... lines 1 - 2
{% block content_footer %}
Made with 🤍 by the guys and gals at SymfonyCasts
{% endblock %}

Let's try it! Refresh any page and... hello footer!

Overriding a Field Template

So that's the first way to override a template. The second is even more powerful because it allows us to control exactly when we want our overridden templates to be used. Like, you can override a template across your entire admin or just for one crud section. Let me close a few files.

So for our next trick, let's override the template that's used to render id fields. We're going to add a little key icon next to the ID.

Open up IdField.php. Ok, it sets its template name to crud/field/id. In the template registry... here it is... that corresponds to this template. So the template that renders IdField is Resources/views/crud/field/id.html.twig.

Instead of using the first method to override this - which would work - let's do something different.

Copy this template and create our override template... which could live anywhere. How about in templates/admin/field/... and call it id_with_icon.html.twig. Paste the contents... and I'll put the icon right before the id.

{# @var ea \EasyCorp\Bundle\EasyAdminBundle\Context\AdminContext #}
{# @var field \EasyCorp\Bundle\EasyAdminBundle\Dto\FieldDto #}
{# @var entity \EasyCorp\Bundle\EasyAdminBundle\Dto\EntityDto #}
{# this template is used to display Doctrine entity primary keys #}
<span class="fa fa-key"></span> {{ field.formattedValue }}

At this moment, this will not, yet be used. To activate it globally, go to DashboardController: you can configure template override paths down in configureCrud(). Check it out: ->overrideTemplate() where the first argument is the name of the template: that's the thing you see inside TemplateRegistry or IdField. So whenever EasyAdmin renders crud/field/id, we'll now have it point to admin/crud/field/id_with_icon.html.twig.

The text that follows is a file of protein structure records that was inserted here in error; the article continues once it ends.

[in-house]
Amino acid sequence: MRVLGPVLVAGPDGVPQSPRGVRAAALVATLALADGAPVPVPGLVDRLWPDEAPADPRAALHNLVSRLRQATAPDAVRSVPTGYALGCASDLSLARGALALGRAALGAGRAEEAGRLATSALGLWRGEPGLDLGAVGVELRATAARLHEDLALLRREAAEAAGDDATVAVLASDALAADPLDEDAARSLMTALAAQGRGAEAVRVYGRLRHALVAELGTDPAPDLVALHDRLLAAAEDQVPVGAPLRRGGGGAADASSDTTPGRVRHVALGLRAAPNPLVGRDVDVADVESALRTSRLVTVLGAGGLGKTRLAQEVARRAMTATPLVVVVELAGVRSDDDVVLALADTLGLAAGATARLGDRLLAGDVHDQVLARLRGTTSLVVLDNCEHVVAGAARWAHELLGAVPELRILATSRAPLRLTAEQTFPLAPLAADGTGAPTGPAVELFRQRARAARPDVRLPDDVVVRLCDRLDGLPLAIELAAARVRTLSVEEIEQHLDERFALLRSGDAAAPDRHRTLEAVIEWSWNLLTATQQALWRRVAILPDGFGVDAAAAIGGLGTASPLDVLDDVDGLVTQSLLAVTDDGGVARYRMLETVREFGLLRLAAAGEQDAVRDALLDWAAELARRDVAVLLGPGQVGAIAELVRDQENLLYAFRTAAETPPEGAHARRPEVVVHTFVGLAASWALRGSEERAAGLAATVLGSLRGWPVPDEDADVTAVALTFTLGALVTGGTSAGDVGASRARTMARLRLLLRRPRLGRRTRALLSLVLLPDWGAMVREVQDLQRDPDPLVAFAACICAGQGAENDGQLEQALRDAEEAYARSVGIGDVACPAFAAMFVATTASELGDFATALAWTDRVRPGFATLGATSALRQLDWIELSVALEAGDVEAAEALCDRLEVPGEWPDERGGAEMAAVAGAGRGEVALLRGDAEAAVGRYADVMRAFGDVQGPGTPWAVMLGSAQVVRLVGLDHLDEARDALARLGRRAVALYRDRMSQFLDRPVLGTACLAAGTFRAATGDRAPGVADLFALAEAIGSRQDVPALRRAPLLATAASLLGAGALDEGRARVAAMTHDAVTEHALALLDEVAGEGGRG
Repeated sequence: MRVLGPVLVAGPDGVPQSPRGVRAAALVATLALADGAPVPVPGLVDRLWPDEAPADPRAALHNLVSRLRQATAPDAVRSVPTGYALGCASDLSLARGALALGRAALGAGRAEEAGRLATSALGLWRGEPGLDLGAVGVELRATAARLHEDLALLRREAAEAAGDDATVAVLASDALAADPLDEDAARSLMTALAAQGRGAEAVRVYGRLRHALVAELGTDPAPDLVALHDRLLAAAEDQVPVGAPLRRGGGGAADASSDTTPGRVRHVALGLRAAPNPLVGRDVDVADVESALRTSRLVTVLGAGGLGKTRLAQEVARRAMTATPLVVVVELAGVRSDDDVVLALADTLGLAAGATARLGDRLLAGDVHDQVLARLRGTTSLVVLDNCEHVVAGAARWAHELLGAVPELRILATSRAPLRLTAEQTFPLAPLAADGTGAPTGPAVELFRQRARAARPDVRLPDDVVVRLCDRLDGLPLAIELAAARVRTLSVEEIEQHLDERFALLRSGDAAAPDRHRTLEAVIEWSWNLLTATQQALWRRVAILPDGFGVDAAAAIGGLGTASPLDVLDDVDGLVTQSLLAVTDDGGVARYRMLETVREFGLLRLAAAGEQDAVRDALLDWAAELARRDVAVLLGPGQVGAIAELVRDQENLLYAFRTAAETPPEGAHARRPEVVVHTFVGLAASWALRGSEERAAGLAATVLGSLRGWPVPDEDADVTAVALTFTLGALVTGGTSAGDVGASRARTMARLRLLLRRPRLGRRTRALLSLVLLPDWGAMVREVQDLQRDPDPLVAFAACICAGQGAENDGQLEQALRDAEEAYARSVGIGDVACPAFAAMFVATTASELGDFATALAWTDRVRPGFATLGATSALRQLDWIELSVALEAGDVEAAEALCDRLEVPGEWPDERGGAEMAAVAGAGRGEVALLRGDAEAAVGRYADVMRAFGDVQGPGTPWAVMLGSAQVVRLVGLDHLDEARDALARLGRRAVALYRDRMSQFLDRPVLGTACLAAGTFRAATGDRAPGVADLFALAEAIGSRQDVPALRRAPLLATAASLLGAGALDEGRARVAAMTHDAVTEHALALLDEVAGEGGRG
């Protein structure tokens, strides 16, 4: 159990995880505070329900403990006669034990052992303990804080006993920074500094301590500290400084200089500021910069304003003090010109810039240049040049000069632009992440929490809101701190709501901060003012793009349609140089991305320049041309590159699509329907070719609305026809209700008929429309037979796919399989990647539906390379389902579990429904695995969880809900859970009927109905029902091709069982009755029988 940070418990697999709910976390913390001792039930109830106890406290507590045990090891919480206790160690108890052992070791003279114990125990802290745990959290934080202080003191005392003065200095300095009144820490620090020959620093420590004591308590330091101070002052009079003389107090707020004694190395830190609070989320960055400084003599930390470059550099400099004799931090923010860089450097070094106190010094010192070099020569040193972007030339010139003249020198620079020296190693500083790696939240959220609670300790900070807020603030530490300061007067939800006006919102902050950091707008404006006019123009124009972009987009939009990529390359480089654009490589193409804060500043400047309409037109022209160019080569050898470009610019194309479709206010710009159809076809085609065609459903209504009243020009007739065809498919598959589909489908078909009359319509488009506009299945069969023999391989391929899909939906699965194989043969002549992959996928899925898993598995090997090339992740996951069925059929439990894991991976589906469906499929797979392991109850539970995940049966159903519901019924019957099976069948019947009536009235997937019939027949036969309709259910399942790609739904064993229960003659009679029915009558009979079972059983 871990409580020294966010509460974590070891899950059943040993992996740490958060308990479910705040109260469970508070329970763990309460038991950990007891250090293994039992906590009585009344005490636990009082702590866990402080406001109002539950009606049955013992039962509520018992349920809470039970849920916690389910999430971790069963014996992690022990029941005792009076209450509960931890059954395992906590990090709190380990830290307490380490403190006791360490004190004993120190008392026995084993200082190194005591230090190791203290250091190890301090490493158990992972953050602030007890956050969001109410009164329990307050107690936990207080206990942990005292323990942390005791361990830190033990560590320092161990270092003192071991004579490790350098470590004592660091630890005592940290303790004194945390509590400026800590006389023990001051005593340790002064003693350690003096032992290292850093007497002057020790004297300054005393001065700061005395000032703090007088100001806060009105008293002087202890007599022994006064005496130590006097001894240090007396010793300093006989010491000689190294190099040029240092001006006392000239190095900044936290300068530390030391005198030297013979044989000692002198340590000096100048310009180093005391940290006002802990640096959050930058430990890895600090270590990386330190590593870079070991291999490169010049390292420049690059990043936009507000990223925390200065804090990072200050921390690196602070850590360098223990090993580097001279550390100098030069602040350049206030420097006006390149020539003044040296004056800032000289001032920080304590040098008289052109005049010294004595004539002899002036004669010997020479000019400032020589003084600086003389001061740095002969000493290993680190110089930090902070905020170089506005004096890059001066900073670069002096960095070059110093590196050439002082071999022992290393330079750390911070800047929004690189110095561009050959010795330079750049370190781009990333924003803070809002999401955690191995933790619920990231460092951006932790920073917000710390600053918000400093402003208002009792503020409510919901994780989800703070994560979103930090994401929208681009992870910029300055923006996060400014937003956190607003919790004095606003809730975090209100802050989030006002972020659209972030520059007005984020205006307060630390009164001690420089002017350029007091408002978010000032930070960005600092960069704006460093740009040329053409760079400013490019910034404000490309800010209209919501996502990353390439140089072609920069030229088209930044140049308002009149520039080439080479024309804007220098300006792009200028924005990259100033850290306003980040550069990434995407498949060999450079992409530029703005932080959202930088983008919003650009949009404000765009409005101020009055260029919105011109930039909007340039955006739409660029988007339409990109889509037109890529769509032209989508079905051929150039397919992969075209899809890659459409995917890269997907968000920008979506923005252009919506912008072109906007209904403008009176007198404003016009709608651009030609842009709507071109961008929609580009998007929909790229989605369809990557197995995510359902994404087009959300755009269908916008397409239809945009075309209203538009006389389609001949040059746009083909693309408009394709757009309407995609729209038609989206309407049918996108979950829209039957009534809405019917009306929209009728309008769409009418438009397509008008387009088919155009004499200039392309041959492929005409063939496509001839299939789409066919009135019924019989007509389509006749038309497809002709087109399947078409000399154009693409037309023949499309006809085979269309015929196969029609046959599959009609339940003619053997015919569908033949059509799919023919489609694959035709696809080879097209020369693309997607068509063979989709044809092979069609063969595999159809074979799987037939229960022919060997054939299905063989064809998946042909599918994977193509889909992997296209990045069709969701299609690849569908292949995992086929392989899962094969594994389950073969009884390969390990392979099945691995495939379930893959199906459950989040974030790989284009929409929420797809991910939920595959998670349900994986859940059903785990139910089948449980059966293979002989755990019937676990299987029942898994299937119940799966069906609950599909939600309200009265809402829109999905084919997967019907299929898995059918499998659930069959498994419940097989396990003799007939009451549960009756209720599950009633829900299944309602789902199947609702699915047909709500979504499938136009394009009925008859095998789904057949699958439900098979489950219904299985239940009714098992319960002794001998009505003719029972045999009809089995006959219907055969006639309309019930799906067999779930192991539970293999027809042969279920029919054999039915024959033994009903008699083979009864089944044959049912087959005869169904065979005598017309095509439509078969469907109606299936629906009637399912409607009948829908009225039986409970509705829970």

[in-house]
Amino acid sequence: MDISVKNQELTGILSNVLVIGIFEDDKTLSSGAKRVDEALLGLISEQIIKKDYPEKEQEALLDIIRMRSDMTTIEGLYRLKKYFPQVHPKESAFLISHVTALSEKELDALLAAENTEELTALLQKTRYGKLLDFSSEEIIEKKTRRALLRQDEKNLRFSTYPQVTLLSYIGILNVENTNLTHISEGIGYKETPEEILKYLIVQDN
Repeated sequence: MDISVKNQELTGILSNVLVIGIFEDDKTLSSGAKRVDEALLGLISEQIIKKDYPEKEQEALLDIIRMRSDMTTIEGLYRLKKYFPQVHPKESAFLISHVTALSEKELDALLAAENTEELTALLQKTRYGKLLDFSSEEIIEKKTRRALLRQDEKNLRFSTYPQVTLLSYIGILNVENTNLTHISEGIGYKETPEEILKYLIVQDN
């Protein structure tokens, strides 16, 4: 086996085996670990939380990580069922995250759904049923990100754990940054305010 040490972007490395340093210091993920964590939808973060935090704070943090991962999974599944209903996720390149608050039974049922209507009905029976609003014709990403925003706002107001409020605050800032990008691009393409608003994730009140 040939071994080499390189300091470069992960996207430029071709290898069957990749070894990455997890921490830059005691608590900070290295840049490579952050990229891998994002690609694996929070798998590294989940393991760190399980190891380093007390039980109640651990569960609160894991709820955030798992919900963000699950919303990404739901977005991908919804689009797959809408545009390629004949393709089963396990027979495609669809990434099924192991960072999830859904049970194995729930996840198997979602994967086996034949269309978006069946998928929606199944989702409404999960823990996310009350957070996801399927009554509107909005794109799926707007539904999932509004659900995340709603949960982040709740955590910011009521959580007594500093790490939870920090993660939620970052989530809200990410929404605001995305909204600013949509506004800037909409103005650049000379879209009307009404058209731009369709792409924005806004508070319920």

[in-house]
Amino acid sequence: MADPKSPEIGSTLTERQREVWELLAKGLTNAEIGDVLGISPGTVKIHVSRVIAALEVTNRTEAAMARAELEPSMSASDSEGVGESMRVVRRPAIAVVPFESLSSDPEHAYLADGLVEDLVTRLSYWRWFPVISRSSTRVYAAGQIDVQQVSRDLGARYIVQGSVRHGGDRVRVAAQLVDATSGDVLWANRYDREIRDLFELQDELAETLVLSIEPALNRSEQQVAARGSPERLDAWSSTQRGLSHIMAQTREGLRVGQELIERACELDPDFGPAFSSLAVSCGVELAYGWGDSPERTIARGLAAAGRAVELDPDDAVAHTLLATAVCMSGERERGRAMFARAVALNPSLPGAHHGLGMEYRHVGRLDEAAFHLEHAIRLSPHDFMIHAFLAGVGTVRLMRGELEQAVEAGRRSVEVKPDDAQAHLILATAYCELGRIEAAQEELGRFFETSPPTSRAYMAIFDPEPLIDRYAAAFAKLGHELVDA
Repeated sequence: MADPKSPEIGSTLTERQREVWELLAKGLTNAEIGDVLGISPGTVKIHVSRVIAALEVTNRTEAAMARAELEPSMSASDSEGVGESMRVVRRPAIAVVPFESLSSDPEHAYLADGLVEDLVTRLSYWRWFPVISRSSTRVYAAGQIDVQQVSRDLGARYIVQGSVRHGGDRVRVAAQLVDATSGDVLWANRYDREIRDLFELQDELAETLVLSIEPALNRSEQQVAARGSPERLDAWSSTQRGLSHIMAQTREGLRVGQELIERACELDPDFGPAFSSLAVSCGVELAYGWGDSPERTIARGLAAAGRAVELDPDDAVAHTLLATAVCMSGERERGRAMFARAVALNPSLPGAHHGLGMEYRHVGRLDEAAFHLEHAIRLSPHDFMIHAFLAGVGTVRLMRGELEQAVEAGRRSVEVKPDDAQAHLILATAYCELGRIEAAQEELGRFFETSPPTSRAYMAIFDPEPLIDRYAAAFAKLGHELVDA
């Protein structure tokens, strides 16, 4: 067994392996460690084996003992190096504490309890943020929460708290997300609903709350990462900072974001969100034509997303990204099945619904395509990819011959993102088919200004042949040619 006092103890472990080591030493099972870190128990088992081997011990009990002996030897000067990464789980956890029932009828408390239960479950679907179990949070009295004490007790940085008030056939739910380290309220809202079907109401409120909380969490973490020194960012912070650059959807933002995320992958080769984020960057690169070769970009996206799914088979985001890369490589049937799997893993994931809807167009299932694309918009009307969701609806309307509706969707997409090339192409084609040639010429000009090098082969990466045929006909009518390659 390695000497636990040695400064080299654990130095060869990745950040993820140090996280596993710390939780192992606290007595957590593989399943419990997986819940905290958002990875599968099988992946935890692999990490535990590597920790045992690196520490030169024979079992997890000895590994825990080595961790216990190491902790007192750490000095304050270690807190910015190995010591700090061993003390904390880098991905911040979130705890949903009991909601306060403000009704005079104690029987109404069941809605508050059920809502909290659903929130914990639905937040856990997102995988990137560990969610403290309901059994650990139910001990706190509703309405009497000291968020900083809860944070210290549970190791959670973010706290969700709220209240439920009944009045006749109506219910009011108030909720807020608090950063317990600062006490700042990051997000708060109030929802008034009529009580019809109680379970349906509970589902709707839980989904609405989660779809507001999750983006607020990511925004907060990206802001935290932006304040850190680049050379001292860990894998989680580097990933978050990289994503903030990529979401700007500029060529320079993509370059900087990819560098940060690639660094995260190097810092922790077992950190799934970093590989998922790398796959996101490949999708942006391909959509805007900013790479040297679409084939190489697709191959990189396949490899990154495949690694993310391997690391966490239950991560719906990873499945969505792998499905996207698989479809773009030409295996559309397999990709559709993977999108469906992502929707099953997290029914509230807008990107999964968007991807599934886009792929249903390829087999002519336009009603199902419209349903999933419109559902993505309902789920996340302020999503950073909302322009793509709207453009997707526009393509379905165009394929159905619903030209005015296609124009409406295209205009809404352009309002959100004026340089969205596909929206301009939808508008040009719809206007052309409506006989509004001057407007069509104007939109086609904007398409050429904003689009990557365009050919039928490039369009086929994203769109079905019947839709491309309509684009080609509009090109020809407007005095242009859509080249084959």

... lines 1 - 24
class DashboardController extends AbstractDashboardController
{
... lines 27 - 79
public function configureCrud(): Crud
{
return parent::configureCrud()
... lines 83 - 85
->overrideTemplate('crud/field/id', 'admin/field/id_with_icon.html.twig');
}
... lines 88 - 126
}

How cool is that? Let's try it! Refresh and... whoops... let me get rid of my extra crud/ path. Now let's try it! And... yes! Awesome! We see the key icon across the entire system.

Re-Using the Parent Template

But we can make this even better. The id template is super simple... since it just prints the formatted value. But sometimes the original template might do more complex stuff. Instead of repeating all of that in our template, we can include the original template. So quite literally include()... and I'll start typing id.html.twig... and let that autocomplete.

... lines 1 - 4
<span class="fa fa-key"></span>
{{ include('@EasyAdmin/crud/field/id.html.twig') }}